The Way to Treat Others

Phillip translates this passage in the following way: "Treat other people exactly as you would like to be treated by them -- this is the essence of all true religion."  Jesus has been giving principles for righteousness in our relationships.  Even the passage just considered (vs. 7:7-11) was given to help us in making judgments regarding people because He asked us to withhold judgments in one instance and to exercise judgment in another.  The opening word "therefore" looks back to what Christ had said in the previous section. This passage has often been called "The Golden Rule" since the middle 1700s. 


Our problem is that we are most often self-centered and self-absorbed.  We often think that our problems are bigger than what others.  We have been mistreated much more severely than others. Our needs are more pressing than others.  Jesus wants us to take our minds off of ourselves and to thoughtfully consider our treatment of other people.  Where our own advantage is concerned, there is not one of us who cannot go into detail, chapter and verse on the extent of our rights.  Everyone shows himself to be an exact scholar of justice when it suits them, but when it suits others that is another matter.  And so the Lord Jesus is saying, I know your instinct, is to look out for your own interests.  I am calling on you to be deliberately and consciously concerned for your neighbor's interest.  I am calling on you to reflect upon your responsibilities to them, and upon your treatment of them."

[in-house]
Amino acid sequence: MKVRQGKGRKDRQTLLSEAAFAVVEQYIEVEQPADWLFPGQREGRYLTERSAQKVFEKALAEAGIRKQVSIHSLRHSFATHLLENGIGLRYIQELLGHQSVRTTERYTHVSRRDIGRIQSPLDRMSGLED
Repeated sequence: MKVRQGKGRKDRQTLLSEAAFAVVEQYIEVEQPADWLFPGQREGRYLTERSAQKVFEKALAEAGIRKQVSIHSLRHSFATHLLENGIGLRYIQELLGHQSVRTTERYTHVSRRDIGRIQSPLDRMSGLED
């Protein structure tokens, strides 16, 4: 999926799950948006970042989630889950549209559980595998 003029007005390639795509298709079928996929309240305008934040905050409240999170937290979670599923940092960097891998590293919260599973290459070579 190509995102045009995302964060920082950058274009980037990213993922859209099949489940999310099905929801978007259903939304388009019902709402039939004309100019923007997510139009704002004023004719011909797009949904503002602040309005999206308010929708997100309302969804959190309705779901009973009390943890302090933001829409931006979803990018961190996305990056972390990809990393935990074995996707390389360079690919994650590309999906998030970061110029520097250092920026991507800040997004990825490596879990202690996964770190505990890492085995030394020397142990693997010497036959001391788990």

The standard Jesus wants us to use regarding our treatment of others is "neighbor love". A lawyer asked Jesus the question, "Teacher, which is the great commandment in the Law?"   Jesus declared, "'Love the Lord your God with all your heart and with all your soul and with all your mind.' This is the first and greatest commandment.  And the second is like it: 'Love your neighbor as yourself.' This command to treat others as we wish to be treated involves three things as one writer pointed out:  1) we must reflect on how our neighbors ought to be treated turning us from self-centeredness to other-centeredness:  2) our neighbors have an interest in the privilege of the benefits of justice, just like we have an interest in justice being done to us:  3) He calls on us to deal with others according to their circumstances, in the same way we would wish to be treated.  This is God's rule or standard for "neighbor love."  John Stott says, "Such love is beyond us, apart from the grace of Christ."  In other words, we need the Lord to help us to love our neighbor.


"Daily Devotions by Guy Roberson"

Walnut Street Church of Christ



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